Making Thayer more than college hangout

By Patrick Anderson
PBN Staff Writer

The foot traffic, property values and investment in Providence’s Thayer Street commercial district are the envy of many Main Street merchants groups in Rhode Island. More

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DEVELOPMENT

Making Thayer more than college hangout

COURTESY KLOPPER MARTIN DESIGN GROUP AND PROVIDENCE PLANNING DEPARTMENT
RENDERING COURTESY KLOPFER MARTIN DESIGN GROUP AND PROVIDENCE PLANNING DEPARTMENT STREET SMARTS: The Fones Alley RIPTA stop on the East Side of Providence shown as it would appear with improvements recommended by planners studying the Thayer Street commercial corridor.

By Patrick Anderson
PBN Staff Writer

Posted 12/23/13

The foot traffic, property values and investment in Providence’s Thayer Street commercial district are the envy of many Main Street merchants groups in Rhode Island.

But among many local residents and business owners, the bustling watering holes, burrito joints and hookah bars now catering to Providence’s student population are often seen as a mixed blessing, bringing rowdiness as much as commerce.

Now a plan is in place to build a more refined, sophisticated Thayer Street filled with pedestrian amenities, higher-end stores, new offices, nonstudent housing and fewer problem nightlife spots.

After a yearlong community process, the city this month unveiled a preliminary Thayer Street improvement plan designed to beautify the streetscape, make it less auto-centric and attract businesses beyond the college market.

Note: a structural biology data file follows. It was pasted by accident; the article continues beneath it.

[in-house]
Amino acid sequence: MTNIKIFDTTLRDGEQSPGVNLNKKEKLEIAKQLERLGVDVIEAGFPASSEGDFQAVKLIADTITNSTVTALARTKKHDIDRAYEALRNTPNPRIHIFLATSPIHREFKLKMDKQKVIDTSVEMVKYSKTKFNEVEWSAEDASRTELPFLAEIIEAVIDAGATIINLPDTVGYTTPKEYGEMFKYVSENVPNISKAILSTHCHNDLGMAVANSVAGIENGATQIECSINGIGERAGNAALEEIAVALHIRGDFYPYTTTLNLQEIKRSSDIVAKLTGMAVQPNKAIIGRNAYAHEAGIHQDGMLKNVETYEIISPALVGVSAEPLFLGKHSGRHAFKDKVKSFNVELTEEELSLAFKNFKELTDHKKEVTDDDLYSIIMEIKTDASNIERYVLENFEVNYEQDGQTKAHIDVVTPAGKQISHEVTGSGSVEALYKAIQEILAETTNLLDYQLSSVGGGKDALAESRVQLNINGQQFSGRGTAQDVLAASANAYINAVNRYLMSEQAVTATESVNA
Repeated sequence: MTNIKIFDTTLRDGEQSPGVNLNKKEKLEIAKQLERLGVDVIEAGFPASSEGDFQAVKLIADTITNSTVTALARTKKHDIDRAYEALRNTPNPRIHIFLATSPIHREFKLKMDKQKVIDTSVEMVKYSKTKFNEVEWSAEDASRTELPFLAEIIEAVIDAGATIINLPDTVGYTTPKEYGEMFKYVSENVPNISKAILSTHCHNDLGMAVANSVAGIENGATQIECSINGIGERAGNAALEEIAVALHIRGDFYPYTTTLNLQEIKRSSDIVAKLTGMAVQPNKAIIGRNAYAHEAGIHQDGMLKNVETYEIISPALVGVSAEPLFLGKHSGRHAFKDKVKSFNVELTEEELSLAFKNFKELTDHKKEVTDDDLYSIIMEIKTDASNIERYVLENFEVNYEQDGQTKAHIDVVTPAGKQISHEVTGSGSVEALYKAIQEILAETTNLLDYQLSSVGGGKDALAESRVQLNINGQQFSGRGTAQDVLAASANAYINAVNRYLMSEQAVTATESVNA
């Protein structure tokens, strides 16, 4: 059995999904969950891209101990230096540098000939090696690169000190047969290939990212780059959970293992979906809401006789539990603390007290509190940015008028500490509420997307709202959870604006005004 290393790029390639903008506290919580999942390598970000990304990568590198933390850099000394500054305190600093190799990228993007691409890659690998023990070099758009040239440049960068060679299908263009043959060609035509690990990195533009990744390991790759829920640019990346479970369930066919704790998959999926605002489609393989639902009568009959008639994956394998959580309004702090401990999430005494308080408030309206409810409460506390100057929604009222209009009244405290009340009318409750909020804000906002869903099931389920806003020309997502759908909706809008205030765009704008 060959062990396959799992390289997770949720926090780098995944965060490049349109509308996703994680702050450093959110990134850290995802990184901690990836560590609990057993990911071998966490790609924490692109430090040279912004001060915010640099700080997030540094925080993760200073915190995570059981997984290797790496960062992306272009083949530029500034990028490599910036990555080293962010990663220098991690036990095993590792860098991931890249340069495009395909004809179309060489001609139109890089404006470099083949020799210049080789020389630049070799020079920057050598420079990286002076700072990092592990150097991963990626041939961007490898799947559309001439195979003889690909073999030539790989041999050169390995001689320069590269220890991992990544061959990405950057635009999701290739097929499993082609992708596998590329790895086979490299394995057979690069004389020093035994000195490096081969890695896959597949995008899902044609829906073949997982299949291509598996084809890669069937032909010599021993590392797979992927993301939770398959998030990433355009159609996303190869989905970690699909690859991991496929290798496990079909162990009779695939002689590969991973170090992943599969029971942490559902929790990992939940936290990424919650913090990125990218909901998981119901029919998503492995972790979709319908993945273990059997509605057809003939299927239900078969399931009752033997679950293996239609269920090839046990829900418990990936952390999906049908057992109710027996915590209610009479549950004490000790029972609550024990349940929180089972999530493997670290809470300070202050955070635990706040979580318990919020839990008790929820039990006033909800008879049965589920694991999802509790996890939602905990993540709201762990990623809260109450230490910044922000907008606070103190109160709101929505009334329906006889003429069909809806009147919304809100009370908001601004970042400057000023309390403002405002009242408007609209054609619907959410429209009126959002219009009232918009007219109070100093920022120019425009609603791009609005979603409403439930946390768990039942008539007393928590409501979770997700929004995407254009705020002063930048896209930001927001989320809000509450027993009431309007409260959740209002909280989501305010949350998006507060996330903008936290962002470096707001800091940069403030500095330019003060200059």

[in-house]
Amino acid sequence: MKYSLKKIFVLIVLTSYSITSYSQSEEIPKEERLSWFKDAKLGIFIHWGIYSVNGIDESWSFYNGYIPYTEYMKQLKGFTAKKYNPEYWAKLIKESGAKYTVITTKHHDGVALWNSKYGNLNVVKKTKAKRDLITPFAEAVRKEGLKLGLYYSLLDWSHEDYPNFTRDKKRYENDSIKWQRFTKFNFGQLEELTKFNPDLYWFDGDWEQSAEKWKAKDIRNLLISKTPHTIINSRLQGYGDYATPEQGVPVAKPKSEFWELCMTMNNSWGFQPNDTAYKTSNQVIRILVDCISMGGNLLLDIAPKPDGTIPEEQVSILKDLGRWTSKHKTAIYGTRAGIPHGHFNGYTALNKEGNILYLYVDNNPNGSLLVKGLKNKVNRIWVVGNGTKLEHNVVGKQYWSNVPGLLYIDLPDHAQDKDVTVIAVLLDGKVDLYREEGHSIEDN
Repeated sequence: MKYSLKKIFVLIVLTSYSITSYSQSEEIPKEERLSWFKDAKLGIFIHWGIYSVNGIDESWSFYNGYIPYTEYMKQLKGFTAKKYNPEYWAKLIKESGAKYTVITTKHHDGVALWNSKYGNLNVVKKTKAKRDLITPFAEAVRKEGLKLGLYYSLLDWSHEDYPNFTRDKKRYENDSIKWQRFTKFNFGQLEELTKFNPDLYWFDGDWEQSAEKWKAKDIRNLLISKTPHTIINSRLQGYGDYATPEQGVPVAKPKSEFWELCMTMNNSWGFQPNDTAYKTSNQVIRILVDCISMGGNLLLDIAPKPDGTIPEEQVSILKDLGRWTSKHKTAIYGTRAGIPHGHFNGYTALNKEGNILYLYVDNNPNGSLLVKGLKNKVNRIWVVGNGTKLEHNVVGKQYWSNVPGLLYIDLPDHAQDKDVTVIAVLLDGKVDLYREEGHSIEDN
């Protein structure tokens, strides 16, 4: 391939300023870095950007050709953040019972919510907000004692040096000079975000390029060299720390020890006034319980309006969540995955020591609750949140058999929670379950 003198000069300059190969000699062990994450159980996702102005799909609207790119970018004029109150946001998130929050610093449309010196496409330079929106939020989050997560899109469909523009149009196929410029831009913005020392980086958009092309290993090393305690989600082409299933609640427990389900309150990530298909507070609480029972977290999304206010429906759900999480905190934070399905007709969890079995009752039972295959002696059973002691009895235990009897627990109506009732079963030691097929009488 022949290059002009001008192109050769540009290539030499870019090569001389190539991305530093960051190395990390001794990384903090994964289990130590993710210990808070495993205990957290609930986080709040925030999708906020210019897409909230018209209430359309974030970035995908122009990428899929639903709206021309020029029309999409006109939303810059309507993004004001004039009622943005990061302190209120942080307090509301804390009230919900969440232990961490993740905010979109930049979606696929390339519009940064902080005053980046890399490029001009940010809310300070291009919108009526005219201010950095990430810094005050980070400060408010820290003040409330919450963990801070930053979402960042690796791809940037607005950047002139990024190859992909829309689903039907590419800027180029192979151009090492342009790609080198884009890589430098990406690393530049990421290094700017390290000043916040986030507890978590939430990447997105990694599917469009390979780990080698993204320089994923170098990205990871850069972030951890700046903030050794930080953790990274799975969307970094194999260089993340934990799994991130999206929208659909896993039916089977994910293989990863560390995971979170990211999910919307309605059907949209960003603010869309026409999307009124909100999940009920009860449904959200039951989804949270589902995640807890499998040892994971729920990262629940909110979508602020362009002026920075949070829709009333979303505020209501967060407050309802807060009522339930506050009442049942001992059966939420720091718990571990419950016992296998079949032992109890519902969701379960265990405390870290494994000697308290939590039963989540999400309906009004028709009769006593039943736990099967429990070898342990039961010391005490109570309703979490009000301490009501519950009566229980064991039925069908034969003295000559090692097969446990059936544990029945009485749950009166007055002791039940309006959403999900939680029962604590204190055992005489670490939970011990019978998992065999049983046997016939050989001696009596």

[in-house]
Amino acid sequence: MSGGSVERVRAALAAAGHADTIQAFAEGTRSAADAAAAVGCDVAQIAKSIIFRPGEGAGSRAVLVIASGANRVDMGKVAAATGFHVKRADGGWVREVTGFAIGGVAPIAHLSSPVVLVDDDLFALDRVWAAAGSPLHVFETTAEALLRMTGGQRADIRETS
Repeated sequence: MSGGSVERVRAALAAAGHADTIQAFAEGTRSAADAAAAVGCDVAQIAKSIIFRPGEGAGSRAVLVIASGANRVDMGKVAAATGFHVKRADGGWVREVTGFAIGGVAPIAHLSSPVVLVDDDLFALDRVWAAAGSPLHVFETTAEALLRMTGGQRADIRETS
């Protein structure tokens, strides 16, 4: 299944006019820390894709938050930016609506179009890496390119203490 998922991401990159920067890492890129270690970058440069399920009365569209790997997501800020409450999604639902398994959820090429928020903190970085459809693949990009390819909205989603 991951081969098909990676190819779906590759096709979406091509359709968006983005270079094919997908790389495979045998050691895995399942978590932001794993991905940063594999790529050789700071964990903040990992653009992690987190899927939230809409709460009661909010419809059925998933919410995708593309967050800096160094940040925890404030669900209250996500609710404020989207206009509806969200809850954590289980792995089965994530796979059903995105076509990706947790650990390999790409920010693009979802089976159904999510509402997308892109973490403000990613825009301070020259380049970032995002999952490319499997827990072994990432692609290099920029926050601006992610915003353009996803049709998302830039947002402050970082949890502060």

“We want to make sure that with this new development there is a balance in retail,” said Allison Spooner, president of the College Hill Neighborhood Association, which worked extensively on the plan. “That includes students, and making it safe for students, but also a mix. We are hoping that businesses targeting that [student] market don’t become the only thing on Thayer Street.” In this context, a more diverse Thayer Street means adding more boutiques and upscale shops with an older, wealthier clientele to the bars and eateries now so prominent. Marketing efforts will focus on potential new tenants in the “personal care, apparel, home furnishings and gifts and jewelry and accessory sectors,” the plan said in study findings.

“Thayer Street sucks right now – it has 50 percent restaurants and is not attracting the high-end retailers,” said Edward Bishop, a real estate agent, developer, and chairman of the Thayer Street District Management Authority. “It used to be a ‘town and gown’ neighborhood – now it is just gown, all students.”

The most visible near-term projects spelled out in the plan are a series of pocket parks, outdoor seating areas and bus stops in the corridor, some in what are now parking lanes, to make the area a more pleasant place to walk and spend time.

First among the changes will be a “parklet” in what are now two parking spaces outside the Brown University Bookstore. The parklet is slated to be installed this spring as part of “Pop-up Providence” and be paid for with $10,000 from the Providence Redevelopment Agency.

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